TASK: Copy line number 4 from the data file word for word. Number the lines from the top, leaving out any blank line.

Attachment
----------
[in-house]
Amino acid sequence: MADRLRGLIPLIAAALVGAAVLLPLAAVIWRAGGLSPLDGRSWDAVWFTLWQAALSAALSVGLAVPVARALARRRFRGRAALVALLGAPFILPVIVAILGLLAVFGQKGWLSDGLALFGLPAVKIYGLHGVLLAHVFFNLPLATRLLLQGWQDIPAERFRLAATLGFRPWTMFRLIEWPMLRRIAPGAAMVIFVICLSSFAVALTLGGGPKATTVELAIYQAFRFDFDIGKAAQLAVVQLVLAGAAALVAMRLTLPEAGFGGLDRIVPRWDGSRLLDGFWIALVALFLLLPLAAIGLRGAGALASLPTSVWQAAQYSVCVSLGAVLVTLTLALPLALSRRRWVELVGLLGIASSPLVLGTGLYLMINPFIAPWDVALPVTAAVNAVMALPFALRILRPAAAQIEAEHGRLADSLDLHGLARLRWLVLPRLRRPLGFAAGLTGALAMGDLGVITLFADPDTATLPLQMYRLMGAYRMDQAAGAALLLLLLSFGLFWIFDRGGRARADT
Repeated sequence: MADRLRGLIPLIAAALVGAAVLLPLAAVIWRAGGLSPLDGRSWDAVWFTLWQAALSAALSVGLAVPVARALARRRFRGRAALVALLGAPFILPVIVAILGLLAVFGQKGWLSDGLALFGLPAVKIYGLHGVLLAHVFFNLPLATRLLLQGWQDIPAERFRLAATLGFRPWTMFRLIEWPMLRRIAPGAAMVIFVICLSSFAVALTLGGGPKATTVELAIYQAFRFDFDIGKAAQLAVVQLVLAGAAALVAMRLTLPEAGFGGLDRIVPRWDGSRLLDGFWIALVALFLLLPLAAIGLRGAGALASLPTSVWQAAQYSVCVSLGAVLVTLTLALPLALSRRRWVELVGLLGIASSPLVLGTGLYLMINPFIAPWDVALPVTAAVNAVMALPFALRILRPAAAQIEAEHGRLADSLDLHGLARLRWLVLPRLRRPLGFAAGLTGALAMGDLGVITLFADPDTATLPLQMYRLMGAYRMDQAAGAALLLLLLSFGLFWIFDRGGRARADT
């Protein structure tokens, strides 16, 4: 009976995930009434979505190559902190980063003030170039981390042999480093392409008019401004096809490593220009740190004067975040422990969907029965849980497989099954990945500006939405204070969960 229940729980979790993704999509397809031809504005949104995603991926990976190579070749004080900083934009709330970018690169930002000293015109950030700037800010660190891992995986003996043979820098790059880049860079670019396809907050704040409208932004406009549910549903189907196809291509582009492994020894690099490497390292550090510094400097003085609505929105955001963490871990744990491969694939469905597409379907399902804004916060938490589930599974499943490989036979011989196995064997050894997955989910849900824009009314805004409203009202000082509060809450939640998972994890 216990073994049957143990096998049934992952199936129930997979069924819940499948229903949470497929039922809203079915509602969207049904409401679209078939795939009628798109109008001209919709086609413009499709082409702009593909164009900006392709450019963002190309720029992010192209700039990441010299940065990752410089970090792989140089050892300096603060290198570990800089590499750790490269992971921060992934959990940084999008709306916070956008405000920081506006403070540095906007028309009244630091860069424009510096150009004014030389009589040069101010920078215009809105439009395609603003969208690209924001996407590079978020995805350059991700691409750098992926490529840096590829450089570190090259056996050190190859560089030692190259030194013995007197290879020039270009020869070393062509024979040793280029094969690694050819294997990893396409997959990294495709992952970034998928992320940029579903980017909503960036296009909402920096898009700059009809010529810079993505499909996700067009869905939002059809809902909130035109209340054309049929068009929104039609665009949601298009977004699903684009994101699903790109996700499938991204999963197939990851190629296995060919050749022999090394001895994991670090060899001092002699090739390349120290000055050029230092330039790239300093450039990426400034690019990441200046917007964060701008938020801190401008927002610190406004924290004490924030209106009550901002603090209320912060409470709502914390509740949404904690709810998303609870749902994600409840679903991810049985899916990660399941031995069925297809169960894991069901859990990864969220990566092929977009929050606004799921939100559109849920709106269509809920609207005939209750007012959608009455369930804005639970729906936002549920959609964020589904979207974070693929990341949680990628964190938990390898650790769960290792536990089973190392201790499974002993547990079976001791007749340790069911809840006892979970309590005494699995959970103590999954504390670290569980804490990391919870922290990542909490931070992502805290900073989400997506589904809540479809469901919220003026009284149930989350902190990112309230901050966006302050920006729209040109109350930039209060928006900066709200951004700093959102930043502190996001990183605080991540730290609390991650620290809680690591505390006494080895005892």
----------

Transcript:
């Protein structure tokens, strides 16, 4: 009976995930009434979505190559902190980063003030170039981390042999480093392409008019401004096809490593220009740190004067975040422990969907029965849980497989099954990945500006939405204070969960 229940729980979790993704999509397809031809504005949104995603991926990976190579070749004080900083934009709330970018690169930002000293015109950030700037800010660190891992995986003996043979820098790059880049860079670019396809907050704040409208932004406009549910549903189907196809291509582009492994020894690099490497390292550090510094400097003085609505929105955001963490871990744990491969694939469905597409379907399902804004916060938490589930599974499943490989036979011989196995064997050894997955989910849900824009009314805004409203009202000082509060809450939640998972994890 216990073994049957143990096998049934992952199936129930997979069924819940499948229903949470497929039922809203079915509602969207049904409401679209078939795939009628798109109008001209919709086609413009499709082409702009593909164009900006392709450019963002190309720029992010192209700039990441010299940065990752410089970090792989140089050892300096603060290198570990800089590499750790490269992971921060992934959990940084999008709306916070956008405000920081506006403070540095906007028309009244630091860069424009510096150009004014030389009589040069101010920078215009809105439009395609603003969208690209924001996407590079978020995805350059991700691409750098992926490529840096590829450089570190090259056996050190190859560089030692190259030194013995007197290879020039270009020869070393062509024979040793280029094969690694050819294997990893396409997959990294495709992952970034998928992320940029579903980017909503960036296009909402920096898009700059009809010529810079993505499909996700067009869905939002059809809902909130035109209340054309049929068009929104039609665009949601298009977004699903684009994101699903790109996700499938991204999963197939990851190629296995060919050749022999090394001895994991670090060899001092002699090739390349120290000055050029230092330039790239300093450039990426400034690019990441200046917007964060701008938020801190401008927002610190406004924290004490924030209106009550901002603090209320912060409470709502914390509740949404904690709810998303609870749902994600409840679903991810049985899916990660399941031995069925297809169960894991069901859990990864969220990566092929977009929050606004799921939100559109849920709106269509809920609207005939209750007012959608009455369930804005639970729906936002549920959609964020589904979207974070693929990341949680990628964190938990390898650790769960290792536990089973190392201790499974002993547990079976001791007749340790069911809840006892979970309590005494699995959970103590999954504390670290569980804490990391919870922290990542909490931070992502805290900073989400997506589904809540479809469901919220003026009284149930989350902190990112309230901050966006302050920006729209040109109350930039209060928006900066709200951004700093959102930043502190996001990183605080991540730290609390991650620290809680690591505390006494080895005892």